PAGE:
Acquired Learning Disability for Reading after Left Temporal Lobe Damage in Childhood
A 6-Year-Old Boy Developed Hemorrhage in the Left Temporal Lobe and Subsequently Underwent Left Temporal Lobectomy. afterwards, He Was Completely Unable to Learn to Read or Write. Psychological Tests Showed Impairment in Verbal Learning and Memory, with Right Ear and Right Visual Field Superiority in Verbal Perception. a Wada Test Showed No Aphasia after Right Carotid Injection. We Conclude that Damage to the Speech-Dominant Temporal Lobe Resulted in the Inability to Learn to Read or Write. Despite the Lesion, Speech Remained Strongly Lateralized to the Left Hemisphere, Accounting for the Right-Sided Advantage in Verbal Perception. Some Patients with Developmental Dyslexia May Have Dysfunction of a Strongly Dominant Left Hemisphere Rather Than a Delay or Incompleteness of Language Lateralization. © 1981 American Academy of Neurology.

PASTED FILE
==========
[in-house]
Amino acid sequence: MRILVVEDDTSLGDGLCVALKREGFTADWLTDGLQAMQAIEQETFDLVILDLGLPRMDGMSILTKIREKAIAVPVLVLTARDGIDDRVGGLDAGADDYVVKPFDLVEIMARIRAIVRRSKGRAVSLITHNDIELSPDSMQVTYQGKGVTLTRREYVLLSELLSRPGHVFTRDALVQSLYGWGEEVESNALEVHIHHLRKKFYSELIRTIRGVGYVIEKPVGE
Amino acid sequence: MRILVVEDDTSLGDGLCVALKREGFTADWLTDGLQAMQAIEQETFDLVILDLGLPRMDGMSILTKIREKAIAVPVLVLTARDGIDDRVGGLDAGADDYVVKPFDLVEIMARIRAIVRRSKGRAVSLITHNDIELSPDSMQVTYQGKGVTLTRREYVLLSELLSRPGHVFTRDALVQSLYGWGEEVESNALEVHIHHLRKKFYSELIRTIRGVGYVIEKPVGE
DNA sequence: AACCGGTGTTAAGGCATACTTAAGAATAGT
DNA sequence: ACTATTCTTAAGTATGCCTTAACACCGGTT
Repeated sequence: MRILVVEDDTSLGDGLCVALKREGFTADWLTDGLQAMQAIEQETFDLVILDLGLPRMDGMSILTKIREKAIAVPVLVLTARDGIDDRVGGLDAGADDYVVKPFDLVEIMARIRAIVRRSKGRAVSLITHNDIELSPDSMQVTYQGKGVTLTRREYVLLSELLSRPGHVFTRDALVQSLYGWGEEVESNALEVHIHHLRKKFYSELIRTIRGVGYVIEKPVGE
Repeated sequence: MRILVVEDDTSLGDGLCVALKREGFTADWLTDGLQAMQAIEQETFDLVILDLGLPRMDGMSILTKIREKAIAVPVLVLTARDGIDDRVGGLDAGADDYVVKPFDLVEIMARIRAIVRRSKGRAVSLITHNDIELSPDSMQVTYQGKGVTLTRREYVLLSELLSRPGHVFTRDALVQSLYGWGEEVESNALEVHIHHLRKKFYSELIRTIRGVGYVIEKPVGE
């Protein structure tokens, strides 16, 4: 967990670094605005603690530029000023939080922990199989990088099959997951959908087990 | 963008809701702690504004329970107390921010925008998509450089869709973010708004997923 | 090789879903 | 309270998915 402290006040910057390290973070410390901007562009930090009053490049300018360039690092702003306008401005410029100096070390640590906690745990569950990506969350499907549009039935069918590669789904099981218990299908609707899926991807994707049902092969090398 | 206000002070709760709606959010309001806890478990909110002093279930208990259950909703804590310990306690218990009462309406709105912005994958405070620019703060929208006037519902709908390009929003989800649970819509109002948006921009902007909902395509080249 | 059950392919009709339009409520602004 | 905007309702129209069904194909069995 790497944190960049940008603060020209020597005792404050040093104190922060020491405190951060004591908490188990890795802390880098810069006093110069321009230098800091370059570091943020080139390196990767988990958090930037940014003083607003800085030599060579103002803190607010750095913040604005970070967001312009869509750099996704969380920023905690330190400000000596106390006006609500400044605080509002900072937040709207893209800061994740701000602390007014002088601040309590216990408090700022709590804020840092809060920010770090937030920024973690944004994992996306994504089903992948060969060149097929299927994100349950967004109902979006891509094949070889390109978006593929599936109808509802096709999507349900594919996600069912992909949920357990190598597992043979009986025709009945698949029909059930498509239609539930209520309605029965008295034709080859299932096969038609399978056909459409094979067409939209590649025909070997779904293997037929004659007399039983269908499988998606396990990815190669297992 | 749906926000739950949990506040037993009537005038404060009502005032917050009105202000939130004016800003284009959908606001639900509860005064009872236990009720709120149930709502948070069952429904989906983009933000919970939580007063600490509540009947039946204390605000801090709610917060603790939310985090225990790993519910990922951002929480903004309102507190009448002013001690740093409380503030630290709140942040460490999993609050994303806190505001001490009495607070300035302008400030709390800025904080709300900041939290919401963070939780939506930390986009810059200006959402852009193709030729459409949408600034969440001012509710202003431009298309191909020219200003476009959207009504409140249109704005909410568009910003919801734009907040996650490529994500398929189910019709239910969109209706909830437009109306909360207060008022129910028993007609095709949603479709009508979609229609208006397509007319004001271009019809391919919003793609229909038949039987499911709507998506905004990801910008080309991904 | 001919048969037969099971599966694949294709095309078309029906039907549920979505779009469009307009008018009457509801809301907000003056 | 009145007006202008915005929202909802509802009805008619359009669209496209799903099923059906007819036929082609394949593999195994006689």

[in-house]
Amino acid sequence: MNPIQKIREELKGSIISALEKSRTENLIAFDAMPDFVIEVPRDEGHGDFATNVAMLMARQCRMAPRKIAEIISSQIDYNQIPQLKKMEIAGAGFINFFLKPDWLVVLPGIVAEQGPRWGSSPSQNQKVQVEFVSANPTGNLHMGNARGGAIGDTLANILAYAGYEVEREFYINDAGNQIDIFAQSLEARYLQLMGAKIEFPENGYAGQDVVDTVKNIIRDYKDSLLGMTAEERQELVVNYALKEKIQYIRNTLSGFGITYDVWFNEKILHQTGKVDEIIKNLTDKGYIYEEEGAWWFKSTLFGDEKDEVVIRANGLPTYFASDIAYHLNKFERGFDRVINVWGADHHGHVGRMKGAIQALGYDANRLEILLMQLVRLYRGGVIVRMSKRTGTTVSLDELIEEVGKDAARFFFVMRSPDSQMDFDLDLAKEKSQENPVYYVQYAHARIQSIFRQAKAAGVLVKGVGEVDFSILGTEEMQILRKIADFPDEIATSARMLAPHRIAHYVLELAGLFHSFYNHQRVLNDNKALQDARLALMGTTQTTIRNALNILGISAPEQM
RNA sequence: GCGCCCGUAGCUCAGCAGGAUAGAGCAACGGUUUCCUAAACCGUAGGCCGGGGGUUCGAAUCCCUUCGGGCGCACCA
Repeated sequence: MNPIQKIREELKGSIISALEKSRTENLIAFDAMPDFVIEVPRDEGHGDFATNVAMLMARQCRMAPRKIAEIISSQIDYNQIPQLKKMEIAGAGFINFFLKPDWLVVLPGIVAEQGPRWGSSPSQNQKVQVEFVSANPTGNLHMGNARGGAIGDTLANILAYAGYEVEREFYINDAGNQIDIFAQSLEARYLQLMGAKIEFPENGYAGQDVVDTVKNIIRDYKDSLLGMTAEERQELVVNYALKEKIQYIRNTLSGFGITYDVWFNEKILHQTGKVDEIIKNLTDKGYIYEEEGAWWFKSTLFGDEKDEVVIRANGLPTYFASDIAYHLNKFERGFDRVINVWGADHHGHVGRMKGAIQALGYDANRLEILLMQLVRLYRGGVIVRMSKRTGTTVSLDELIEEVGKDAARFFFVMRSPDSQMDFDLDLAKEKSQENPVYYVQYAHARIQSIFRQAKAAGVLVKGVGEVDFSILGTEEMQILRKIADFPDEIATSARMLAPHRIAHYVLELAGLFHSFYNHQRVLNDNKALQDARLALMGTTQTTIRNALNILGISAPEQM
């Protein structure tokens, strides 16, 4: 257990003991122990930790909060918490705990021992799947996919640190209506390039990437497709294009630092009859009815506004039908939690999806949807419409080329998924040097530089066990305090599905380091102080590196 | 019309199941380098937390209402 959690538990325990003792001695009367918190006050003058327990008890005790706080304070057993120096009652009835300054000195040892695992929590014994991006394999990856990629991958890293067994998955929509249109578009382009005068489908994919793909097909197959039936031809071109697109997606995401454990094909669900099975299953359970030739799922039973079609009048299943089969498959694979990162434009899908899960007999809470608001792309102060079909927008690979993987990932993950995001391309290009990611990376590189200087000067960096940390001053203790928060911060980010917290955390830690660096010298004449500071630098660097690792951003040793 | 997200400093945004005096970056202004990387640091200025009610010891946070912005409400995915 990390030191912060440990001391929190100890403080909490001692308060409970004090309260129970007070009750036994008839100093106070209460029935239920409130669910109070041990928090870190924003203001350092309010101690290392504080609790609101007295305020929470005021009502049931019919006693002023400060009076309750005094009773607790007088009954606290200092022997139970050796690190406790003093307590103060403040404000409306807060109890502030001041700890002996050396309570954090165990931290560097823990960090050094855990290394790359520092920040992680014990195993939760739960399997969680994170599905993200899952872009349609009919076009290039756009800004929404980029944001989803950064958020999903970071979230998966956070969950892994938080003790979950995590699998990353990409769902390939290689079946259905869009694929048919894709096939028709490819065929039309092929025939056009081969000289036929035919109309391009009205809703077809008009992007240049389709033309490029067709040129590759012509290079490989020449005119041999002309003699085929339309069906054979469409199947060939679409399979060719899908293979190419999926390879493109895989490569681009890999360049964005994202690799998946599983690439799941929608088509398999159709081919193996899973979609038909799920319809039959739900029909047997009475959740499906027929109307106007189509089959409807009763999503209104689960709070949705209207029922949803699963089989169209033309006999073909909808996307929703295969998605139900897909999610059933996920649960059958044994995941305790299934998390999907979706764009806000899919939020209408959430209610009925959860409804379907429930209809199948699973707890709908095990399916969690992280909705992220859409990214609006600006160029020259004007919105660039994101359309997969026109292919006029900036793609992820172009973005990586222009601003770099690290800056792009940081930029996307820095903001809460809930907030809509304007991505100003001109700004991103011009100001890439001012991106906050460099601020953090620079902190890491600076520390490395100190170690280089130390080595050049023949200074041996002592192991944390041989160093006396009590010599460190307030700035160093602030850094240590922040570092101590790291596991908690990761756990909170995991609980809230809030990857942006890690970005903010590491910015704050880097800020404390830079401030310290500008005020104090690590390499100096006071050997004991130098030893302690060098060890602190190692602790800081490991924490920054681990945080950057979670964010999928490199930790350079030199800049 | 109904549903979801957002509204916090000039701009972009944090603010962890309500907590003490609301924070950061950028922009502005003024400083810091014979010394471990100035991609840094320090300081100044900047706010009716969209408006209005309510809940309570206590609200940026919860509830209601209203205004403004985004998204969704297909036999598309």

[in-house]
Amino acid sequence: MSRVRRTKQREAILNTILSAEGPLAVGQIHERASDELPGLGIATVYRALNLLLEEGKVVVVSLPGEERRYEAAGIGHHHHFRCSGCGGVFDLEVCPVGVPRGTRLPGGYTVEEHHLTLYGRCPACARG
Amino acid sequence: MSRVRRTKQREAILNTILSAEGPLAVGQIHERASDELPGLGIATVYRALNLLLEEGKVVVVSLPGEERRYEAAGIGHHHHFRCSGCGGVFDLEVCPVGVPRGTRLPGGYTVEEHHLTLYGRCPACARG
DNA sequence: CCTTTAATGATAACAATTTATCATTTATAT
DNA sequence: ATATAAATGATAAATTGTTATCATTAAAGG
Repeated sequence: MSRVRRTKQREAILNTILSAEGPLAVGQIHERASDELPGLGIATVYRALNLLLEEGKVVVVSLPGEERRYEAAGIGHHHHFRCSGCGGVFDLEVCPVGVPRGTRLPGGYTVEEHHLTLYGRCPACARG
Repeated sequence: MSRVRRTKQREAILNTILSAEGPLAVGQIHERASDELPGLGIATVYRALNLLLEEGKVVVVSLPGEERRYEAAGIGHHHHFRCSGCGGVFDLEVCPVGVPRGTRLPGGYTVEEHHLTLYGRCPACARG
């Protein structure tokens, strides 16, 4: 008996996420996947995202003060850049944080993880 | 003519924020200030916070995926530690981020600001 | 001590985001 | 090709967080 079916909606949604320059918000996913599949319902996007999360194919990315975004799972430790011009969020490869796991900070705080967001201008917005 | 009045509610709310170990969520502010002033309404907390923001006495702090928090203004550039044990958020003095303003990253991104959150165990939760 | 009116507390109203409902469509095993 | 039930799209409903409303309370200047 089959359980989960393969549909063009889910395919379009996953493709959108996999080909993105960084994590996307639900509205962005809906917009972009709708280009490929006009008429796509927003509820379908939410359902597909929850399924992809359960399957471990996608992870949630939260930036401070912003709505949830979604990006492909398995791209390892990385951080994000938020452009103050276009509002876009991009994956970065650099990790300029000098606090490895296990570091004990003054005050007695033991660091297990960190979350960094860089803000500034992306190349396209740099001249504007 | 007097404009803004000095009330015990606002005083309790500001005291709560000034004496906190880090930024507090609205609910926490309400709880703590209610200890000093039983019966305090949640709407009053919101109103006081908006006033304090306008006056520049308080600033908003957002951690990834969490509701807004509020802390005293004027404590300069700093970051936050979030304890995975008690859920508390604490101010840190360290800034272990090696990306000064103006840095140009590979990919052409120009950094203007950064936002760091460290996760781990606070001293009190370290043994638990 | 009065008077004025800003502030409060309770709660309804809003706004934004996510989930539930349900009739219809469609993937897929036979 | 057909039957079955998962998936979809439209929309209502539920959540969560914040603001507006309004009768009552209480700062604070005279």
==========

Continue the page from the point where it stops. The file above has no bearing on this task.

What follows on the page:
D. N. Levine et al., "Acquired Learning Disability for Reading after Left Temporal Lobe Damage in Childhood," Neurology, vol. 31, no. 3, pp. 257 - 264, Lippincott, Williams & Wilkins; American Academy of Neurology (AAN), Jan 1981.
The definitive version is available at https://doi.org/10.1212/wnl.31.3.257
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01 Jan 1981